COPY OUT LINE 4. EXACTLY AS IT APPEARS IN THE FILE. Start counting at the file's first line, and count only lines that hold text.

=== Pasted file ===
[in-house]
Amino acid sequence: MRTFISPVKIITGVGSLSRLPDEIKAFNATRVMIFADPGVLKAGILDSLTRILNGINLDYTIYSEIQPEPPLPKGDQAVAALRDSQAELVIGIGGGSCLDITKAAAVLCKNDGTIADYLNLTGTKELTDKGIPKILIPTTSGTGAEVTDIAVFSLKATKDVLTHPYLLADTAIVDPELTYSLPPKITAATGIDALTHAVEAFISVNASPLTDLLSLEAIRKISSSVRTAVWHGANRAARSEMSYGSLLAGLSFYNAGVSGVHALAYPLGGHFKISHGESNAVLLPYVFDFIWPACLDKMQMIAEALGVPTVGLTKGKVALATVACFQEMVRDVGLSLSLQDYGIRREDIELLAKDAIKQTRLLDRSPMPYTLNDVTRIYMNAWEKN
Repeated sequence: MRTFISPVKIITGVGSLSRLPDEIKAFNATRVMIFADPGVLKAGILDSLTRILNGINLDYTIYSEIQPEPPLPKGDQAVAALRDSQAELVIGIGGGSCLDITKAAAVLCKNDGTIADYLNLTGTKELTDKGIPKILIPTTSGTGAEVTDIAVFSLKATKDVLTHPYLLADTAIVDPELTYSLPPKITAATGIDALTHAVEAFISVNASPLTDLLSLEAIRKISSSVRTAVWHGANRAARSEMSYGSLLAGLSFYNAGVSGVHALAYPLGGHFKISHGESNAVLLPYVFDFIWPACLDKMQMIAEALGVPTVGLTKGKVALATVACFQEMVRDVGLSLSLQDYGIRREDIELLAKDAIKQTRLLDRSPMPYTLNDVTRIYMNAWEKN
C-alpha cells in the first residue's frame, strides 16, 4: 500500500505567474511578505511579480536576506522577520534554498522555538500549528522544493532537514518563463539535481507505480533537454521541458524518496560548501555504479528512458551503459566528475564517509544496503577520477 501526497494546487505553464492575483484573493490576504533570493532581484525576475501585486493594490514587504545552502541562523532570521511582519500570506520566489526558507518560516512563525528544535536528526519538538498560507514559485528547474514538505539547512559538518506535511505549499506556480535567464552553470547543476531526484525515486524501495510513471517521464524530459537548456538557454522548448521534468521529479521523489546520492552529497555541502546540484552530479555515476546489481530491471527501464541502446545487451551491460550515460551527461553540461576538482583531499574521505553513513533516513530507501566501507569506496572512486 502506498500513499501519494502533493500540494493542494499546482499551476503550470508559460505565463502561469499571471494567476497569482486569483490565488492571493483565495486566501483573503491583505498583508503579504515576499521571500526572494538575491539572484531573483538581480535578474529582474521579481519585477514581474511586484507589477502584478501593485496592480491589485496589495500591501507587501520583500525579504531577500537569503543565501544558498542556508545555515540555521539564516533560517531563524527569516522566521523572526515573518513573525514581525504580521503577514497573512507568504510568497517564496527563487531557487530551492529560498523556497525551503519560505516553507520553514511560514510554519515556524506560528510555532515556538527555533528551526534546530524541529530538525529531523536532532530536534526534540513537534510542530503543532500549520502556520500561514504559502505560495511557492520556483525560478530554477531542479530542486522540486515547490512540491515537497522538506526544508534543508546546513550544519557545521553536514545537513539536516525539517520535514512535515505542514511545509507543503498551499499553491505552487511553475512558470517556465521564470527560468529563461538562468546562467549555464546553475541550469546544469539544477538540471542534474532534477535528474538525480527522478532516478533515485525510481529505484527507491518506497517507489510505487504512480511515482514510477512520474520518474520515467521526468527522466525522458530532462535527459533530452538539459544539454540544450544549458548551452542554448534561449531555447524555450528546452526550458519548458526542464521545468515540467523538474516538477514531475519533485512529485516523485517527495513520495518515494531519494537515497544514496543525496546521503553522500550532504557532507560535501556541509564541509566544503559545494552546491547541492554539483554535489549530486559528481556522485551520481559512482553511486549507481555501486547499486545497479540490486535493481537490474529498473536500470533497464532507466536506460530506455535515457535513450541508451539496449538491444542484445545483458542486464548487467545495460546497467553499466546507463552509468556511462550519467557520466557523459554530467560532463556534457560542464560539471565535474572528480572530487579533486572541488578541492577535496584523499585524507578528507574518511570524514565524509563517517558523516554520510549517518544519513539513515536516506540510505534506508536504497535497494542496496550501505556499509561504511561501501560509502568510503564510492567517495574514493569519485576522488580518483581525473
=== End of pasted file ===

C-alpha cells in the first residue's frame, strides 16, 4: 500500500505567474511578505511579480536576506522577520534554498522555538500549528522544493532537514518563463539535481507505480533537454521541458524518496560548501555504479528512458551503459566528475564517509544496503577520477 501526497494546487505553464492575483484573493490576504533570493532581484525576475501585486493594490514587504545552502541562523532570521511582519500570506520566489526558507518560516512563525528544535536528526519538538498560507514559485528547474514538505539547512559538518506535511505549499506556480535567464552553470547543476531526484525515486524501495510513471517521464524530459537548456538557454522548448521534468521529479521523489546520492552529497555541502546540484552530479555515476546489481530491471527501464541502446545487451551491460550515460551527461553540461576538482583531499574521505553513513533516513530507501566501507569506496572512486 502506498500513499501519494502533493500540494493542494499546482499551476503550470508559460505565463502561469499571471494567476497569482486569483490565488492571493483565495486566501483573503491583505498583508503579504515576499521571500526572494538575491539572484531573483538581480535578474529582474521579481519585477514581474511586484507589477502584478501593485496592480491589485496589495500591501507587501520583500525579504531577500537569503543565501544558498542556508545555515540555521539564516533560517531563524527569516522566521523572526515573518513573525514581525504580521503577514497573512507568504510568497517564496527563487531557487530551492529560498523556497525551503519560505516553507520553514511560514510554519515556524506560528510555532515556538527555533528551526534546530524541529530538525529531523536532532530536534526534540513537534510542530503543532500549520502556520500561514504559502505560495511557492520556483525560478530554477531542479530542486522540486515547490512540491515537497522538506526544508534543508546546513550544519557545521553536514545537513539536516525539517520535514512535515505542514511545509507543503498551499499553491505552487511553475512558470517556465521564470527560468529563461538562468546562467549555464546553475541550469546544469539544477538540471542534474532534477535528474538525480527522478532516478533515485525510481529505484527507491518506497517507489510505487504512480511515482514510477512520474520518474520515467521526468527522466525522458530532462535527459533530452538539459544539454540544450544549458548551452542554448534561449531555447524555450528546452526550458519548458526542464521545468515540467523538474516538477514531475519533485512529485516523485517527495513520495518515494531519494537515497544514496543525496546521503553522500550532504557532507560535501556541509564541509566544503559545494552546491547541492554539483554535489549530486559528481556522485551520481559512482553511486549507481555501486547499486545497479540490486535493481537490474529498473536500470533497464532507466536506460530506455535515457535513450541508451539496449538491444542484445545483458542486464548487467545495460546497467553499466546507463552509468556511462550519467557520466557523459554530467560532463556534457560542464560539471565535474572528480572530487579533486572541488578541492577535496584523499585524507578528507574518511570524514565524509563517517558523516554520510549517518544519513539513515536516506540510505534506508536504497535497494542496496550501505556499509561504511561501501560509502568510503564510492567517495574514493569519485576522488580518483581525473